Eye in the Sky is a gripping, superbly performed thriller that presents modern warfare as ethically and morally complex, rather than a lethal computer game played by detached military personnel.
The title of this pulsating, morally confronting thriller refers to a drone armed with Hellfire guided missiles, hovering unseen high above a house in Kenya under UK/US military surveillance. Suspicions that there are key terrorists within are confirmed when a man-on-the-ground (Barkhad Abdi), posing as a merchant and operating from a laptop under the noses of watchful armed men, manoeuvres a tiny insect-like drone inside. The terrorists are seen to be preparing two suicide bombers for an imminent mission, and the military objective changes from capture to kill. A US pilot based in Nevada (Aaron Paul) is ordered to launch a drone strike. As he prepares to release the missile, a local teenage girl selling bread sets up her table within the kill zone…
This set-up is fraught with tension from every angle, but the anxiety levels of the military and political decision-makers conferring on both sides of the Atlantic are off the charts. Do they spare the life of the girl and abort the strike, or sacrifice her to prevent the greater “collateral damage” that will surely ensue if the suicide bombing proceeds? This is the moral dilemma at the heart of the film, and one that cannot be resolved without loss of innocent life.
For intelligence officer Colonel Powell (a steely, ruthlessly pragmatic Helen Mirren), there is an imperative to proceed with the strike, and she is prepared to bend the rules of engagement to that end. Her position is both personal and professional – she has been tracking these terrorists for 6 years.
Her Lieutenant General, Frank Benson (played by the now deceased Alan Rickman, in superb form in his last movie appearance), stationed in a war office in London with senior Government ministers, shares her view, as do his American counterparts, but there is dissent around the table. The politicians struggle with the pragmatic approach of the military, but must grapple with the political implications of refusing to authorise a strike that would have prevented a suicide bombing.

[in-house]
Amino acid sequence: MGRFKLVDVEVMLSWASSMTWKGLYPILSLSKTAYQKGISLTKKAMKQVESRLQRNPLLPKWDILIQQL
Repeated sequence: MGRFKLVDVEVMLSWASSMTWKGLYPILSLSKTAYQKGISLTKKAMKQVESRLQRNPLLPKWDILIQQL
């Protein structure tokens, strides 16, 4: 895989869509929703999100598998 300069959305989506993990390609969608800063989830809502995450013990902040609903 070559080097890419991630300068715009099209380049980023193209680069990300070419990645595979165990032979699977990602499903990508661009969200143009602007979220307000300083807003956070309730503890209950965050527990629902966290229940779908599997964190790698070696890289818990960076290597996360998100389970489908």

With the clock ticking down as the terrorists ready the bombers for their bloody mission and prepare to leave the house, the pressure on the “kill chain” of command in the UK and US builds to fever pitch. It’s edge-of-the-seat stuff, and aside from the moral and ethical minefield in which we find ourselves (along with the characters) the narrative has been cleverly emotionally booby-trapped. You see, we have been earlier introduced to the innocent young girl in the kill zone. She is presented as a sweet teenager who derives simple delight from playing with a hula hoop in the backyard of her family compound. Further, her family are moderate Muslims doing their best to make a living baking bread, while staying under the radar in a heavily policed community of fundamentalists. They’re clearly branded as Good Guys.
A bit heavy-handed perhaps, but the strategy is effective in raising the emotional stakes. The characters overseeing the mission see more or less what we see. We care about the girl, and so do they. Thus, the common notion that engaging in warfare through a distant “eye in the sky” takes emotion and humanity out of the equation and is akin to a computer game, is undermined.
Lieutenant General Benson delivers the most telling line of the movie when in its concluding stages he responds to a female politician who accuses him of being distanced from the human toll of his military decisions: “Never tell a soldier he doesn’t know the cost of war.” It’s a resoundingly powerful statement delivered with great dramatic timing and gravitas by Rickman.
Eye in the Sky is a gripping, well-crafted and terrifically performed thriller, but it is more. In exposing us to the moral and ethical complexities of modern warfare (actually, any warfare), it highlights the uncomfortable truth that in such contexts loss of innocent lives is inevitable and unavoidable, and that responsibility may be assigned to the decision makers, but not necessarily blame.
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